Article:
PIA22728: The Pits of Elysium Mons
 Target Name:  Mars
 Is a satellite of:  Sol (our sun)
 Mission:  Mars Reconnaissance Orbiter (MRO)
 Spacecraft:  Mars Reconnaissance Orbiter (MRO)
 Instrument:  HiRISE
 Product Size:  2880 x 1800 pixels (w x h)
 Produced By:  University of Arizona/HiRISE-LPL
Other products from ESP_056026_2050
 Full-Res TIFF:  PIA22728.tif (5.191 MB)
 Full-Res JPEG:  PIA22728.jpg (873.3 kB)

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During the 2018 Mars dust storm, we obtained a clear view of the summit of the giant volcano Elysium Mons. We see the western rim and floor of the caldera, and a chain of pits (called a "catena") extending from the caldera towards the north. The chain of pits likely formed by volcanic processes, such as the collapse of a lava tube after it drained. Or by a tectonic process, such as a rift in the rocks below that drained loose material from the surface.

An unexpected feature of this catena is the presence of avalanches in two of the pits (marked A and B in the cutout, with the uphill direction towards the top of the image.) The flows in both pits could be ancient, produced during the formation of the catena, but they are not found in the other pits in the chain. They might have formed more recently by the collapse of steep dust deposits like those in a degraded crater to the left of the catena (marked C).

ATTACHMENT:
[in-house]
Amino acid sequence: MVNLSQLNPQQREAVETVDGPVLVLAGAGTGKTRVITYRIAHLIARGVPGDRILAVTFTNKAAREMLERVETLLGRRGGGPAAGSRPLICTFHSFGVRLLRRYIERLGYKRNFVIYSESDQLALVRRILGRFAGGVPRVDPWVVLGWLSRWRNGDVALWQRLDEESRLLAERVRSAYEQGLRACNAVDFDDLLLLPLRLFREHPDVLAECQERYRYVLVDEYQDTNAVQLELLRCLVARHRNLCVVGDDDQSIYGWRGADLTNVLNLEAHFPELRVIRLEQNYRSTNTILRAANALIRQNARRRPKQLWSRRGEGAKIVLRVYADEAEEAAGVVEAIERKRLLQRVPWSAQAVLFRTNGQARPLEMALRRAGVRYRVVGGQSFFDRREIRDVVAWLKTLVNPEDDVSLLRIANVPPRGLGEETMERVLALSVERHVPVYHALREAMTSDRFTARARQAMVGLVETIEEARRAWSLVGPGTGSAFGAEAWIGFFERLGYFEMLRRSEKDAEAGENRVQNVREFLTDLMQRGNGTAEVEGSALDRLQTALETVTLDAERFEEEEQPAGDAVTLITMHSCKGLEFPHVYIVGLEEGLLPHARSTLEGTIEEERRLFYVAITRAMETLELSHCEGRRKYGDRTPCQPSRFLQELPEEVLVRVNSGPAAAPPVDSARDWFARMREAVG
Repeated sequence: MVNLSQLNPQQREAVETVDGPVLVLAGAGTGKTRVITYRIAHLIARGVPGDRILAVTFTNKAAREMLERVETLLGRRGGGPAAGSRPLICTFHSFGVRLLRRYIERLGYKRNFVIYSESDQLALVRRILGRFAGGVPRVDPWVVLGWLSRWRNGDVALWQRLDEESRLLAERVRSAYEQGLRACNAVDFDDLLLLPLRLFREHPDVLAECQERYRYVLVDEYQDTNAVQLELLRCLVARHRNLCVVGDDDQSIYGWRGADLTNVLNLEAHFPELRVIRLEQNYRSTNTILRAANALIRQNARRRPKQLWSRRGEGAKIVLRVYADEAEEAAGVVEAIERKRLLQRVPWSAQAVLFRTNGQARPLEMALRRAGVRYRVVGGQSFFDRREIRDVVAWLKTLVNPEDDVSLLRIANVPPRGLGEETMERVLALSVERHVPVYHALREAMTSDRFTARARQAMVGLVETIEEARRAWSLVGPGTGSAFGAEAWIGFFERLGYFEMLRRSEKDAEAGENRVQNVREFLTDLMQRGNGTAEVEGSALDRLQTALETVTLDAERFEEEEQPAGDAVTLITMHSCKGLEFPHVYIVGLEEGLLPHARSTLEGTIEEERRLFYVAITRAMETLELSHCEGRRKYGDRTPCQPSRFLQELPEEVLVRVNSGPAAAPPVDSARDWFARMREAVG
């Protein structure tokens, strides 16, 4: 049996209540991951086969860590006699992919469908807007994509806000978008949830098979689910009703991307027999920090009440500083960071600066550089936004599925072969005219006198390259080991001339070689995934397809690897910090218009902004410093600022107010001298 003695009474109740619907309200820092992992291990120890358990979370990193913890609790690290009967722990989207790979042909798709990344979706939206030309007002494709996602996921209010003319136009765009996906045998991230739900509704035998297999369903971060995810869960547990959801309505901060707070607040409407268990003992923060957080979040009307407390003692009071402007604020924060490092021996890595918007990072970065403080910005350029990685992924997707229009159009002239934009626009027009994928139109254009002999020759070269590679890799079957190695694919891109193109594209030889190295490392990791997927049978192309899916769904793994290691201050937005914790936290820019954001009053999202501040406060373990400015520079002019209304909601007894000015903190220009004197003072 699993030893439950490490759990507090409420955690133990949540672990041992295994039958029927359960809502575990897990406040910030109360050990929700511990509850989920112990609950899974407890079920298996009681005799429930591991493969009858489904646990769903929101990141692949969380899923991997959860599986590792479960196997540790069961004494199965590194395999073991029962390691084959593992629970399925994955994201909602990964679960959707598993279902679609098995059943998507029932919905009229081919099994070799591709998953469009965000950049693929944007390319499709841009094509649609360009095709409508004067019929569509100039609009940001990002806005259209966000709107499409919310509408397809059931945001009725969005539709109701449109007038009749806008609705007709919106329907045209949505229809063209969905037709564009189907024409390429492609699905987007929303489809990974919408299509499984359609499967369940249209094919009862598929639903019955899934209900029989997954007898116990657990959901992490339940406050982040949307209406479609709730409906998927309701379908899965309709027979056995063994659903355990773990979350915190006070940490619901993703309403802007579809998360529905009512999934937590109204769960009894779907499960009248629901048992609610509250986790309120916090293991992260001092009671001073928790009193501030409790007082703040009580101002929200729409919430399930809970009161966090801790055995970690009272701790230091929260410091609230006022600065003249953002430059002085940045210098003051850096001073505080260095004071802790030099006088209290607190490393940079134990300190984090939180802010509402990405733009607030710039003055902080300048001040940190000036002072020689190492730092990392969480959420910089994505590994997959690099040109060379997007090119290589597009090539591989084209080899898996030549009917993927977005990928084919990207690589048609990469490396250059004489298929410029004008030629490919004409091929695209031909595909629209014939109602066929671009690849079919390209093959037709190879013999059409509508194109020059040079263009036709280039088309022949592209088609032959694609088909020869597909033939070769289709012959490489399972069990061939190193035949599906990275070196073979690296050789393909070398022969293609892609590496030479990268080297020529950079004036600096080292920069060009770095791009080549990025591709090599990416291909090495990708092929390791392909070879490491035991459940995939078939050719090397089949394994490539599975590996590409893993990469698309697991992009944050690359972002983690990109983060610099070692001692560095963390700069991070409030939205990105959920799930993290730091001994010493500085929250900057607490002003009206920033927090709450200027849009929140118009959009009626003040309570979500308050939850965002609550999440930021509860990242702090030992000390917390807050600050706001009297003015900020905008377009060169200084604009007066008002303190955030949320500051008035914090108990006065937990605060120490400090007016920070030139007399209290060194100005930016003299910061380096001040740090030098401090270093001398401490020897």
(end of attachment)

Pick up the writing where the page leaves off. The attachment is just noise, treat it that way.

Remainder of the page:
The map is projected here at a scale of 50 centimeters (19.7 inches) per pixel. [The original image scale is 54.3 centimeters (21.4 inches) per pixel (with 2 x 2 binning); objects on the order of 163 centimeters (64.2 inches) across are resolved.] North is up.

The University of Arizona, Tucson, operates HiRISE, which was built by Ball Aerospace & Technologies Corp., Boulder, Colorado. NASA's Jet Propulsion Laboratory, a division of Caltech in Pasadena, California, manages the Mars Reconnaissance Orbiter Project for NASA's Science Mission Directorate, Washington.

Image Credit:
NASA/JPL/University of Arizona

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